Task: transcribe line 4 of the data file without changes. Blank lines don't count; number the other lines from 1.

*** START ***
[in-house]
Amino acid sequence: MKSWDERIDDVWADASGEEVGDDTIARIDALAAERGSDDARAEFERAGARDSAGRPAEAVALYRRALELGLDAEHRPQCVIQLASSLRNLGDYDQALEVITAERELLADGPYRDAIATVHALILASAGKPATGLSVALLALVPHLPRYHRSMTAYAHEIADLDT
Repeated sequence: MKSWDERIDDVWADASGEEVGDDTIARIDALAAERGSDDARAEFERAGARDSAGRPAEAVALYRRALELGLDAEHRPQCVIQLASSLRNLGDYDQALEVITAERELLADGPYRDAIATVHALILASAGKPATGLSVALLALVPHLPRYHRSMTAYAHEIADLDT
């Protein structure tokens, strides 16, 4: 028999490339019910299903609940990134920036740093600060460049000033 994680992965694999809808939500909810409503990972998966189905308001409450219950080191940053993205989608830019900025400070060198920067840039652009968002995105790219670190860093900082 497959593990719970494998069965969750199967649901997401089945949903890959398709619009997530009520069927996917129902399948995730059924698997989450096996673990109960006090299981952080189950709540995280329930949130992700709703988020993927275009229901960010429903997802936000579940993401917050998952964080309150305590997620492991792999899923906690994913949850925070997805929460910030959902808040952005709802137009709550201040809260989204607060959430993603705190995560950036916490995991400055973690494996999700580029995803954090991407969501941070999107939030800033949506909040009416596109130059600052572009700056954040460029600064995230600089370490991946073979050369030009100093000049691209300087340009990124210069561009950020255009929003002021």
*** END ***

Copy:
């Protein structure tokens, strides 16, 4: 028999490339019910299903609940990134920036740093600060460049000033 994680992965694999809808939500909810409503990972998966189905308001409450219950080191940053993205989608830019900025400070060198920067840039652009968002995105790219670190860093900082 497959593990719970494998069965969750199967649901997401089945949903890959398709619009997530009520069927996917129902399948995730059924698997989450096996673990109960006090299981952080189950709540995280329930949130992700709703988020993927275009229901960010429903997802936000579940993401917050998952964080309150305590997620492991792999899923906690994913949850925070997805929460910030959902808040952005709802137009709550201040809260989204607060959430993603705190995560950036916490995991400055973690494996999700580029995803954090991407969501941070999107939030800033949506909040009416596109130059600052572009700056954040460029600064995230600089370490991946073979050369030009100093000049691209300087340009990124210069561009950020255009929003002021």